So, what does this all mean? Well, I hope every reader is already doing the right thing and determining admission status compliantly, and has a process to review all short inpatient admissions prior to claim submission. It’s really the hospitals that do not listen to Monitor Mondays, probably are not reading this article, and have never been audited, and therefore see no reason to follow the rules, that  are going to ruin it for the rest of us, with widening administrative harm, more audits, and potentially another occurrence span code to apply to some claims.

I would like to suggest we all play by the rules, meaning the next time CERT audits records, they will find an amazingly low denial rate – and instead of the OIG criticizing CMS’s lax audit efforts, they can compliment providers on following the regulations like never before.

EDITOR’S NOTE:

The opinions expressed in this article are solely those of the author and do not necessarily represent the views or opinions of RACmonitor. We provide a platform for diverse perspectives, but the content and opinions expressed herein are the author’s own. RACmonitor does not endorse or guarantee the accuracy of the information presented. Readers are encouraged to critically evaluate the content and conduct their own research. Any actions taken based on this article are at the reader’s own discretion.

EDITOR’S NOTE:

The opinions expressed in this article are solely those of the author and do not necessarily represent the views or opinions of MedLearn Media. We provide a platform for diverse perspectives, but the content and opinions expressed herein are the author’s own. MedLearn Media does not endorse or guarantee the accuracy of the information presented. Readers are encouraged to critically evaluate the content and conduct their own research. Any actions taken based on this article are at the reader’s own discretion.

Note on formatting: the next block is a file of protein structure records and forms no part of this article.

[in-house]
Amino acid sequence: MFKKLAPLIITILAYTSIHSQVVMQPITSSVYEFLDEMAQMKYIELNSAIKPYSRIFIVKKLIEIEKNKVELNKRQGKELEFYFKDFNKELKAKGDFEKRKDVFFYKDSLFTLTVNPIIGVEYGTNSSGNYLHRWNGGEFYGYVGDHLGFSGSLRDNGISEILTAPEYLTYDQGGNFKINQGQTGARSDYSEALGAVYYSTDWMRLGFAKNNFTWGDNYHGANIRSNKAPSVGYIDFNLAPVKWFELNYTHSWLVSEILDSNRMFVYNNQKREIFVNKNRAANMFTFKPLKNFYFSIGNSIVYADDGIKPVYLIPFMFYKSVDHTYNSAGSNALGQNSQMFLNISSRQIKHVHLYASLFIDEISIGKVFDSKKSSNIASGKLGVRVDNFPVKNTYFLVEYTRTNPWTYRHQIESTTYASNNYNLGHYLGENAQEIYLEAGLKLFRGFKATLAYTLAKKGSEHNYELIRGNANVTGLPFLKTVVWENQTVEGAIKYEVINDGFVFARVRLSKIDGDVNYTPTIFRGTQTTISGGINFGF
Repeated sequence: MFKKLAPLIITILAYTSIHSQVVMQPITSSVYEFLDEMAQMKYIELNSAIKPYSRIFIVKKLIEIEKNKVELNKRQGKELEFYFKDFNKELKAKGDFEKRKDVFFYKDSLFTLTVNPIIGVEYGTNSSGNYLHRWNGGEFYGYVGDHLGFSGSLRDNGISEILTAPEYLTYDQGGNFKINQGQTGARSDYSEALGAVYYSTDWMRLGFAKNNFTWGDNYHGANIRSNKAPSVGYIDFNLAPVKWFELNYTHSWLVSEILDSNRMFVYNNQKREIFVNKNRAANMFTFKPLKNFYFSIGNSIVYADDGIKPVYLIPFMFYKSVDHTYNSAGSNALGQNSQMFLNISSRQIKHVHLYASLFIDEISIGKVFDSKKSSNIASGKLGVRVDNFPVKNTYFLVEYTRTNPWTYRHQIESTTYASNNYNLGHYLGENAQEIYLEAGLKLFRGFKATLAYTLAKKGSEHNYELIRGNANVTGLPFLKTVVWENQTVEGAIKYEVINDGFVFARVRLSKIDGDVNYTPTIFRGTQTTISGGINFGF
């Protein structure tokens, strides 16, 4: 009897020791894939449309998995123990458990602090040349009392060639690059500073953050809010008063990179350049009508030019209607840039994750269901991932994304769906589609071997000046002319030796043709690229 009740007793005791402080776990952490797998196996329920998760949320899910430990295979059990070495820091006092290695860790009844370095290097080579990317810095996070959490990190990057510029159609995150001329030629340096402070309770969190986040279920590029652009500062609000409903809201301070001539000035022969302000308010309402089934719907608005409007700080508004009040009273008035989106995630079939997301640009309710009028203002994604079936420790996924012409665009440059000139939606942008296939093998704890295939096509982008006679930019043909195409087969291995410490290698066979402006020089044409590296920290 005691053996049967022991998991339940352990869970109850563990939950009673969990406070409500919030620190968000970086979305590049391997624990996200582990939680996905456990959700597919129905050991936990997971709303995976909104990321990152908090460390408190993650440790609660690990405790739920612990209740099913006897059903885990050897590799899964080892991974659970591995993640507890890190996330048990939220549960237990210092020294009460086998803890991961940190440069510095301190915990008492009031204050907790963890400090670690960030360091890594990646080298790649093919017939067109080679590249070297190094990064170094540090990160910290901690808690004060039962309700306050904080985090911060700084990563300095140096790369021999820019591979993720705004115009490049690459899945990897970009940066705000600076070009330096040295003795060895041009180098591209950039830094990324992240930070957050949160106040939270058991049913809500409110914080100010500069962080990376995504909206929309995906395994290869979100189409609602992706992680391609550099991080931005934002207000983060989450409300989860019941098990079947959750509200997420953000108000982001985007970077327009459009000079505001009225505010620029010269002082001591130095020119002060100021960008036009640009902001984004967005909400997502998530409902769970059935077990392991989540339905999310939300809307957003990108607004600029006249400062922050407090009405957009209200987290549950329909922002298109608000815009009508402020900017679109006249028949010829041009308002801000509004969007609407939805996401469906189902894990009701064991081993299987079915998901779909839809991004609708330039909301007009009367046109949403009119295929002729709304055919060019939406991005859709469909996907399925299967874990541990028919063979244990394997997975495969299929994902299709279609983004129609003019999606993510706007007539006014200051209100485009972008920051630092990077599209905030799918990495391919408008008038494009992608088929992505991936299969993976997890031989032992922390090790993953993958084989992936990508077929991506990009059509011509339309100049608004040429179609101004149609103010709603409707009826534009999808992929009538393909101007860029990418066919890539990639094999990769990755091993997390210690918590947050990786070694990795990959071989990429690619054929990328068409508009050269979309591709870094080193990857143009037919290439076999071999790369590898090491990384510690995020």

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Ronald Hirsch, MD, FACP, ACPA-C, CHCQM, CHRI

Ronald Hirsch, MD, is vice president of the Regulations and Education Group at R1 Physician Advisory Services. Dr. Hirsch’s career in medicine includes many clinical leadership roles at healthcare organizations ranging from acute-care hospitals and home health agencies to long-term care facilities and group medical practices. In addition to serving as a medical director of case management and medical necessity reviewer throughout his career, Dr. Hirsch has delivered numerous peer lectures on case management best practices and is a published author on the topic. He is a member of the Advisory Board of the American College of Physician Advisors, and the National Association of Healthcare Revenue Integrity, a member of the American Case Management Association, and a Fellow of the American College of Physicians. Dr. Hirsch is a member of the RACmonitor editorial board and is regular panelist on Monitor Mondays. The opinions expressed are those of the author and do not necessarily reflect the views, policies, or opinions of R1 RCM, Inc. or R1 Physician Advisory Services (R1 PAS).